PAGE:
You may want to read this article.

http://www.dailymail.co.uk/sciencetech/article-2056018/Laws-physics-change-depending-universe.html

Excerpts: “The ‘constancy’ of physics is one of the most cherished principles in science - but the scientists say that the ‘laws’ we know may be the galactic equivalent of ‘local by-laws’ and things may work quite differently elsewhere.

“The discovery - if true - violates one of the underlying principles of Einstein’s theory of General Relativity, and has profound implications for our understanding of space and time.”

“It also means that in other parts of the universe, the laws of physics might be hostile to life - whereas in our small part of it, they seem fine-tuned to supporting it.

“Research carried out at the University of New South Wales (UNSW), Swinburne University of Technology and the University of Cambridge found that one of the four known fundamental forces, electromagnetism - measured by the so-called fine-structure constant and denoted by the symbol ‘alpha’ - seems to vary across the Universe.”

I have read the article and it is an interesting phenomena. Multiple universes with different Natural laws have never been ruled out by science.  David Bohm speaks of different plenums (stages) in the greater wholeness..

It shows that science “so far” has not been able to observe the entire universe, that there is an event horizon, similar as there is an event horizon inside a black hole, where Natural laws seem to break down. Would you argue that a black hole is evidence for a god?
We know of “different natural laws” that govern under certain circumstances such as particle behaviors. We know of “virtual particles” which are not directly observable but are known by the observable traces they leave.  We have propositions of “string theories” predicting multiple universes.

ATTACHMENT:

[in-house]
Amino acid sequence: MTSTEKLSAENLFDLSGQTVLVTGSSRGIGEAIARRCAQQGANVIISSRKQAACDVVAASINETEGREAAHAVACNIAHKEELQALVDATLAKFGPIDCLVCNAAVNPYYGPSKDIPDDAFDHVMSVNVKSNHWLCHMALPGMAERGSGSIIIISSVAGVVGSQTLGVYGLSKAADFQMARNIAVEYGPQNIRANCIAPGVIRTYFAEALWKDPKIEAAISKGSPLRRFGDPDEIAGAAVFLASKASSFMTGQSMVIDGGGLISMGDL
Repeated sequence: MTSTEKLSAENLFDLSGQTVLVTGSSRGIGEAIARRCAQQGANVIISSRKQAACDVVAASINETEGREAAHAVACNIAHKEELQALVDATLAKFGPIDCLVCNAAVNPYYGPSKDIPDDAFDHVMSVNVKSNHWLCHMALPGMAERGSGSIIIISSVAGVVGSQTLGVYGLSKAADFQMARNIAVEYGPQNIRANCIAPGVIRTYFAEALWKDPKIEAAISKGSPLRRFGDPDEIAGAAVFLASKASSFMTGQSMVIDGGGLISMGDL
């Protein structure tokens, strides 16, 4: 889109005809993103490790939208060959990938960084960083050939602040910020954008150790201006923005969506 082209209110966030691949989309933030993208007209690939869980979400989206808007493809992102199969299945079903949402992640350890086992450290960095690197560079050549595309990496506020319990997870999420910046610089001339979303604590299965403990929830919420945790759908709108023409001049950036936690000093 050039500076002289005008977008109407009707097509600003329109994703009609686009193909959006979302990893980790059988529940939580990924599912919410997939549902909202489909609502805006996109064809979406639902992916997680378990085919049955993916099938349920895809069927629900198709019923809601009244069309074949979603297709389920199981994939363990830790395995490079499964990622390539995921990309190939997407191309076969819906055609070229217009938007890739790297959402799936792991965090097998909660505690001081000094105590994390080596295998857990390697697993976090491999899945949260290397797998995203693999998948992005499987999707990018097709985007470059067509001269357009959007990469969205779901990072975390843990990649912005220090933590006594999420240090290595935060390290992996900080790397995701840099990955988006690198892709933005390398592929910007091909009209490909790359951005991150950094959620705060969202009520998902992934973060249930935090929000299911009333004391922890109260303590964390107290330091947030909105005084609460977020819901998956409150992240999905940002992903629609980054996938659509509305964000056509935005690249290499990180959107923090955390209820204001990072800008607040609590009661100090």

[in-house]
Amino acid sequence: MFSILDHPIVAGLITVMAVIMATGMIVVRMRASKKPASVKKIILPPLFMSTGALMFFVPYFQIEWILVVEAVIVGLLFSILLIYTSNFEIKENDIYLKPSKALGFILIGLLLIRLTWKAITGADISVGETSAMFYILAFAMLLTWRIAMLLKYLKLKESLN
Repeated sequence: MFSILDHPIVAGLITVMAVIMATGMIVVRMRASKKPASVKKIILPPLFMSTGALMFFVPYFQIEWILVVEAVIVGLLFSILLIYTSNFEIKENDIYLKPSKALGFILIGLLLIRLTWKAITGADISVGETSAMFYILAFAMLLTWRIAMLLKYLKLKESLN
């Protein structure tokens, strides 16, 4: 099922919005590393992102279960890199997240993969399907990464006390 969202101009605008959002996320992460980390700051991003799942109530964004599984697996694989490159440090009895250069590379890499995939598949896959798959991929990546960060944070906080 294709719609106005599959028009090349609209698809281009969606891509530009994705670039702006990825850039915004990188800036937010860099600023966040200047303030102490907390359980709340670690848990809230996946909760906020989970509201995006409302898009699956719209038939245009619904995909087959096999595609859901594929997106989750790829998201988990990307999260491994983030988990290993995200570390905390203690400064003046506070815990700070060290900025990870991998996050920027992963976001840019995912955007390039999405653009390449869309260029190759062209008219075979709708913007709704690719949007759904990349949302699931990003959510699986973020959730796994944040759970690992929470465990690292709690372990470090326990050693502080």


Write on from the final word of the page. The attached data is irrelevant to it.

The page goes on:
This is why science does not attach a single law of nature, but has identified 4 fundamental forces which we have named and which seem to be constant in our universe. Read Newton’s Laws (classical mechanics)

Newton’s laws hold only with respect to a certain set of frames of reference called Newtonian or inertial reference frames. Some authors interpret the first law as defining what an inertial reference frame is; from this point of view, the second law only holds when the observation is made from an inertial reference frame, and therefore the first law cannot be proved as a special case of the second. Other authors do treat the first law as a corollary of the second.[8][9] The explicit concept of an inertial frame of reference was not developed until long after Newton’s death

http://en.wikipedia.org/wiki/Newton’s_laws_of_motion

Bohm’s work explains why GR and QM themselves seem to be inconsistent in outcomes. But he also explains that this is because scientists have failed to look at the universe as a wholeness (he calls it the holomovement of the fundamental causal forces) and in his book Wholeness and the Implicate order describes in detail the different plenums necessary for this (our) universe to become manifest in reality.